Thanksgiving strike possible on Pennsylvania Turnpike

| 11/23/2004

Pennsylvania Turnpike officials are warning all highway users that the road’s toll takers and other union workers may go on strike Wednesday, Nov. 24, the day before Thanksgiving.

That is the single busiest travel day on the turnpike.

“We do not want to cause alarm, but all indications are that the union may be considering some type of a labor action on Wednesday,” Turnpike CEO Joe Brimmeier said in a prepared statement. “We expect 650,000 cars and trucks will use the Turnpike on the day before Thanksgiving, and we wanted to give travelers advanced notice of the chance of a work disruption.”

Turnpike officials have been warning for some time that a strike could occur. Talks broke down Nov. 15 over the issue of retroactive pay. The contract expired Sept. 30, 2003, but union workers have worked under its terms more than a year while negotiations continued.

If a strike did occur, it could include roughly 2,000 workers, including toll collectors and maintenance workers.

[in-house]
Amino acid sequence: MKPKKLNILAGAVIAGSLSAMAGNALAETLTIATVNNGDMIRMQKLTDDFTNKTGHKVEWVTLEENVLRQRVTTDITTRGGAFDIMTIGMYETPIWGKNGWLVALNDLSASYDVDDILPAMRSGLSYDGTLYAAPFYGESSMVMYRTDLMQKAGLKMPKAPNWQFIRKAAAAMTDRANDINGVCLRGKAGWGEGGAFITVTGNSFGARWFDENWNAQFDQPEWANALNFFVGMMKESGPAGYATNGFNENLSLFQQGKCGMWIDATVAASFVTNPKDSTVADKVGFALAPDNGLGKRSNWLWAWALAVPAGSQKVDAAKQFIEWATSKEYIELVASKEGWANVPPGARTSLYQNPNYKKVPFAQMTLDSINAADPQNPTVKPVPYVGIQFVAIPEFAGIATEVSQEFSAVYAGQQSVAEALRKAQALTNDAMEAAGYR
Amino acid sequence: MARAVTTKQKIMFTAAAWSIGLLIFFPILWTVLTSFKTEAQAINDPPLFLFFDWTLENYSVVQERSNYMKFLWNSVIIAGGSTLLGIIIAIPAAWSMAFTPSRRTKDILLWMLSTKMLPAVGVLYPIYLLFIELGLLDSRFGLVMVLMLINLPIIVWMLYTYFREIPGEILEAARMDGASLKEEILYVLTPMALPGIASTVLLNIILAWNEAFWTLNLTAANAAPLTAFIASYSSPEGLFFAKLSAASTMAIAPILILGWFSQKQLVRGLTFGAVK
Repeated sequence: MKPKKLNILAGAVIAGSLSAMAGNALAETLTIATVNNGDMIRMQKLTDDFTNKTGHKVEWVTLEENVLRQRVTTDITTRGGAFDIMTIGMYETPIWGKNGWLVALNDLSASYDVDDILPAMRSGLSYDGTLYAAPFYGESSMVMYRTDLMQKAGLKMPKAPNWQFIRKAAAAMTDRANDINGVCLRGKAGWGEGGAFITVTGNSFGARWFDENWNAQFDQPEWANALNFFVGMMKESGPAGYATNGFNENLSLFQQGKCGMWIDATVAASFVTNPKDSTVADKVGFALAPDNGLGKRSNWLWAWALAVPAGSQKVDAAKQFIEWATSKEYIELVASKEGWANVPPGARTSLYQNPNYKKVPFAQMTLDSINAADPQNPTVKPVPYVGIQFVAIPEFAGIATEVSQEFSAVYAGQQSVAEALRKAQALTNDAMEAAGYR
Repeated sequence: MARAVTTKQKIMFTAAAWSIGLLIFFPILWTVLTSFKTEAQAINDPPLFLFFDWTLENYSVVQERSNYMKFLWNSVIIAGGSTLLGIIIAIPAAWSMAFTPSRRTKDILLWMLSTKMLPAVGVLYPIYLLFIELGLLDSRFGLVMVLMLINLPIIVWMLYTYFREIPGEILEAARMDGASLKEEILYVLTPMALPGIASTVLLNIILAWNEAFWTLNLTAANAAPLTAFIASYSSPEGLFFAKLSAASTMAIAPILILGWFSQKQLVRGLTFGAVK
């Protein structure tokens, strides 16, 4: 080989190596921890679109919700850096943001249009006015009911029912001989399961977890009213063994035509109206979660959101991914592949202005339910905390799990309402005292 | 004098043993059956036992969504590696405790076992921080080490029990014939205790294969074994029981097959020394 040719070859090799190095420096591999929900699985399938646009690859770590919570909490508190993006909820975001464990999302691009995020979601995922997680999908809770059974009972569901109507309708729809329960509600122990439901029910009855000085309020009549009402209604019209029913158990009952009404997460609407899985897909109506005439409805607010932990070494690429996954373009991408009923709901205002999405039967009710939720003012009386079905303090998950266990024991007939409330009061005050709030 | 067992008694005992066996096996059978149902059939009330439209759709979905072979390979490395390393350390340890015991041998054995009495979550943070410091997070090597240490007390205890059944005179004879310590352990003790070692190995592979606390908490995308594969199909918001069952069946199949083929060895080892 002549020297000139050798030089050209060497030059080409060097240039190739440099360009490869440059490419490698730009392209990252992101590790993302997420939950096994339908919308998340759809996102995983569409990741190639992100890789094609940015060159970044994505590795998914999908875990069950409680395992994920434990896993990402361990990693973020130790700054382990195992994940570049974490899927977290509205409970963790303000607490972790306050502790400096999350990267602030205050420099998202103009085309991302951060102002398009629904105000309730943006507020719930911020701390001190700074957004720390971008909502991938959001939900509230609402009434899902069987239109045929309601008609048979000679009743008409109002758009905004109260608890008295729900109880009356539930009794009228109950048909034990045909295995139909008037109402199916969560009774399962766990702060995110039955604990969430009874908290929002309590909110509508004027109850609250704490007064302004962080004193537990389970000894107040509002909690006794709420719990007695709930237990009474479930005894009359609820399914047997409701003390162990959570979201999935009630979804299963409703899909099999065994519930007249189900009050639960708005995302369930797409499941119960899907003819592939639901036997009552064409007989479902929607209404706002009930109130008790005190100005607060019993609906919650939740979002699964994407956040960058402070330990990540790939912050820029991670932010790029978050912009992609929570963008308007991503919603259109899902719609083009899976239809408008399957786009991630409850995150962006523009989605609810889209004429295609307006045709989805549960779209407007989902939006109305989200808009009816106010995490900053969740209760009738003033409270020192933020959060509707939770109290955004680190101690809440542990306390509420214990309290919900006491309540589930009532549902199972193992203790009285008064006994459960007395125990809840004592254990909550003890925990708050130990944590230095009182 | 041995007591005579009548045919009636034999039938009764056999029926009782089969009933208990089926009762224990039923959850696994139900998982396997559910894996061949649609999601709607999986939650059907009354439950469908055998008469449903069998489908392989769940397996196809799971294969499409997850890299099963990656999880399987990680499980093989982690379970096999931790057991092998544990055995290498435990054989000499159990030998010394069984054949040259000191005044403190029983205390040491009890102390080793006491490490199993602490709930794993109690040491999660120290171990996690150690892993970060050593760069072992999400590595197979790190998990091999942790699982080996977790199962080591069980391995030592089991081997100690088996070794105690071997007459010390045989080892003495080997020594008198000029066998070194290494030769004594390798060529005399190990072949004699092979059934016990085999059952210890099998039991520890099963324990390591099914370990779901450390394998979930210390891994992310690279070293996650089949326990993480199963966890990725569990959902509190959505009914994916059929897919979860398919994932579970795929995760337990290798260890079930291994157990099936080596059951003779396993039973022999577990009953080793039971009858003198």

No new talks are scheduled at this time.

Negotiations between turnpike officials and the Teamsters union – which represents the toll takers and maintenance workers – broke down previously in late October. The Teamsters informed state officials at that time that the union would reserve the right to call a strike at any time after that point without notice.

The Turnpike CEO said in October that the agency was ready to run the road should a strike occur. Non-union employees are on standby.

Turnpike officials have said that in the event of a strike, passenger vehicles would pay a flat toll of $2, and trucks would pay a flat toll of $15, regardless of the distance they travel on the road. E-ZPass customers whose fares would normally be less than those amounts will pay the smaller of the two charges.

No tolls would be collected in some locations – such as the Clarks Summit and Keyser Avenue interchanges on the Northeast Extension – The Scranton Times Tribune reported.